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Fishy mystery of Bristol marine reptile solved

Preparation of ‘Annie’. Evangelos R. Matheau-Raven/Andrea Matheau-Raven

Reconstruction of Pachystropheus rhaeticus, figured alongside a hybodont shark feeding on a Birgeria fish.James Ormiston

Press release issued: 5 June 2024

The identity of a local prehistoric marine reptile has finally been revealed after experts discovered that some of its remains actually belonged to fish.

Now scientists from the University of Bristol and University of Southampton can reveal that bones found in Triassic rocks in 1935 are one of the last thalattosaurs, a large sea-lizard that behaved like an otter.

For years it was assumed the ancient animal was one of the first choristoderes, another group of crocodile-like marine reptiles. However in the study, published today in Journal of Vertebrate Paleontology, the team examined the original name-bearing specimen from 1935. They compared this to a remarkable new specimen of Pachystropheus, known as ‘Annie’, that contains hundreds of bones from several individuals, as well as evidence of sharks, bony fish, and even terrestrial dinosaurs.

Jacob Quinn, who is studying for his Masters in Palaeobiology at Bristol’s School of Earth Sciences, travelled with the two specimens to Southampton where they were CT scanned, producing stacks of X-rays through the blocks that allowed him to reconstruct a complete 3D model of everything buried in the blocks.

“Thalattosaurs existed throughout the Triassic,” explained Jacob. “Some of them reached four metres (13 feet) in length and would have been the terrors of the seas. But our Pachystropheus was only a metre long, and half of that was its long tail. It had a long neck too, a small head the size of a matchbox, which we haven’t found, and four paddles. If it was like its relatives, it would have had lots of sharp little teeth, ideal for snatching fish and other small, wriggly prey.”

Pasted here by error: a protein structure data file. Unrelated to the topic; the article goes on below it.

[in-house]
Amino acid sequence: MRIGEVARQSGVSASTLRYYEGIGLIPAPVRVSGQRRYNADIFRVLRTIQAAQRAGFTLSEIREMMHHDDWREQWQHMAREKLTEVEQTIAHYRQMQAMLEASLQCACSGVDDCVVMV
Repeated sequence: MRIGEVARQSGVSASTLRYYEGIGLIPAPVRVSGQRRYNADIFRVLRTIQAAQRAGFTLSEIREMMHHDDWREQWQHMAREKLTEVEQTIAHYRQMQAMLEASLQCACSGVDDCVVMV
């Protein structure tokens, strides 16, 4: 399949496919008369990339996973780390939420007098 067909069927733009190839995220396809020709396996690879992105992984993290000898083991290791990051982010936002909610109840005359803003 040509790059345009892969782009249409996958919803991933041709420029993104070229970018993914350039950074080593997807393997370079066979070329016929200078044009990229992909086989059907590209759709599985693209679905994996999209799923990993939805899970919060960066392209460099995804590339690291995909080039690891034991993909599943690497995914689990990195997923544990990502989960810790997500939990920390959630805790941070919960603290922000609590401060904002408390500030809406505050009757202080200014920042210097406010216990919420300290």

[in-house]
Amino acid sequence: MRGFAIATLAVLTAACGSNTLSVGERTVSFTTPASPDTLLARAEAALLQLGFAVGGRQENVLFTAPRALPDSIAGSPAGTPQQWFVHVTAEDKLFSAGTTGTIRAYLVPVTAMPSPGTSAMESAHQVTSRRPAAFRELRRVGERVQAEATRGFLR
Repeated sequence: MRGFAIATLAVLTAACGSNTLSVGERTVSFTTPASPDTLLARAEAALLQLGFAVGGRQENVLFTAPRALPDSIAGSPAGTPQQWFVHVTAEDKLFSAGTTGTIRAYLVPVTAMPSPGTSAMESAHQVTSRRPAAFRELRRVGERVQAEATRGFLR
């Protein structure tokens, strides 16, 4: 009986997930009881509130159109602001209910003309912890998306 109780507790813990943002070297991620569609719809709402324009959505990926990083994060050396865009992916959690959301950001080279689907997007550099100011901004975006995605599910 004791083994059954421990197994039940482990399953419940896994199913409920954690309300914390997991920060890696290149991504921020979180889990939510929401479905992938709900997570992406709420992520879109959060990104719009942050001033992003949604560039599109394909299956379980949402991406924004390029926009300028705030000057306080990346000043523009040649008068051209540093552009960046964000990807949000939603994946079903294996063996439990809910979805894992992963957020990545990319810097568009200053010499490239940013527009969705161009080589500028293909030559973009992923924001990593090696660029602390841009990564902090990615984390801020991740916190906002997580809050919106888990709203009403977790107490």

“Previously Pachystropheus had been identified as the first of the choristoderes, another group of crocodile-like marine reptiles, and it was treated as very important because it was the oldest,” said Professor Mike Benton, one of Jacob’s supervisors. “Jacob was able to show that some of the bones actually came from fishes, and the others that really belonged to Pachystropheus show it was actually a small thalattosaur. So, from being regarded as the first of the choristoderes, it’s now identified as the last of the thalattosaurs.”

Evangelos R. Matheau-Raven of Peterborough discovered Annie while on holiday in Somerset in 2018, and he then painstakingly pieced it back together and cleaned it to expose the bones in his spare time. He said: “I spotted parts of a fallen rock on the beach about 10m from the base of the cliff. I was thrilled as their exposed surfaces showed some fossil bones.

“It wasn’t until a few days later that I could see that the pieces collected two days apart fitted together. After a few weeks of preparation, we could see that something special was emerging.

“The specimen took me some 350 hours and about a year to complete.”

Pachystropheus probably lived the life of a modern-day otter, eating small fish or invertebrates such as shrimps,” says Dr David Whiteside, another supervisor. “These slender reptiles had long necks, a tail flattened for swimming, and remarkably robust forelimbs for a marine animal, which suggests Pachystropheus may have come onto land to feed or to avoid predators. At the time, the Bristol area, and indeed much of Europe, was shallow seas, and these animals may have lived in a large colony in the warm, shallow waters surrounding the island archipelago.”

Annie will now be housed Bristol Museum & Art Gallery for further study.

“We are very happy that this incredible fossil is now part of the collection at Bristol Museum & Art Gallery, thanks to the kind assistance from the Friends of Bristol Museums, Galleries & Archives.

“We are excited to be able to share the story of this new fossil and all the work the team have has achieved with visitors to the museum,” says said Bristol Museum & Art Gallery geology curator, Deborah Hutchinson.”


‘The relationships and palaeoecology of Pachystropheus rhaeticus, an enigmatic latest Triassic marine reptile (Diapsida: Thalattosauria)’ by Jacob G. Quinn, Evangelos Matheau-Raven, David I./. Whiteside, John E. A. Marshall, Deborah J. Hutchinson, and Michael J. Benton, in Journal of Vertebrate Paleontology.

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